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Healthcare Initiative Targets Harlem Youngsters

A new healthcare initiative for medically underserved children in Harlem and Washington Heights has been announced by a partnership that includes the Morgan Stanley Children's Hospital of New York-Presbyterian, the College of Physicians & Surgeons (P&S), the New York City Department of Education, the New York City Department of Health and a coalition of five other community-based organizations. The initiative, the Healthy Schools Healthy Families (HSHF) Coalition program, is funded by a three-year $2.28 million grant from the U.S. Department of Health and Human Services Health Resources and Services Administration (HRSA).

Harlem and Washington Heights are the two communities to receive this grant in New York state this year. The program, which will initially serve 5,000 children in five elementary schools, is designed to improve health by creating school-based initiatives for a wide range of medical conditions -- obesity, asthma, depression and other chronic conditions -- and by facilitating access to health insurance, social services and preventive, primary and specialty care.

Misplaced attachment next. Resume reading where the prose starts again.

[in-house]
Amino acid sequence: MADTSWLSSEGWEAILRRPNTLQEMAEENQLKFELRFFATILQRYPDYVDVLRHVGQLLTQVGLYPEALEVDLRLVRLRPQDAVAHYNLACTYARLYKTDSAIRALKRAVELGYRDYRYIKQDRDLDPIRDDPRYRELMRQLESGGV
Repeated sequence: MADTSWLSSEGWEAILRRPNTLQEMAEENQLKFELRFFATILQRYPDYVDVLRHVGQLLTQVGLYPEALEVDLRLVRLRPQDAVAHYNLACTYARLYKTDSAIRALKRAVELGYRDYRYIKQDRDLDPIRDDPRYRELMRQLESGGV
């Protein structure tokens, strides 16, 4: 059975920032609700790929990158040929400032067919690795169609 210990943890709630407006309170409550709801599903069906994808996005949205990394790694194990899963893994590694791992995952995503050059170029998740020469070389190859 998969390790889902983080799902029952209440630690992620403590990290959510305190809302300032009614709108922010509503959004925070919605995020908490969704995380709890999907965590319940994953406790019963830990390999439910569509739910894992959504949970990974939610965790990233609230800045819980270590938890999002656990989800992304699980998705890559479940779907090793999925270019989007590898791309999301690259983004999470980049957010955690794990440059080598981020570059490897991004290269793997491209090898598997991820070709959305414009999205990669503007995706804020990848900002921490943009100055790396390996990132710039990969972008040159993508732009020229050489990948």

"Currently, there are far too many New York City children with unmet healthcare needs," explains Mary McCord, HSHF principal investigator, co-director of community pediatrics at Morgan Stanley Children's Hospital of New York-Presbyterian and associate clinical professor of population and family health at the Mailman School of Public Health. "By targeting those children with the greatest need, HSHF seeks to sew up the holes in the healthcare safety net."

Published: Nov 24, 2004
Last modified: Jan 10, 2005

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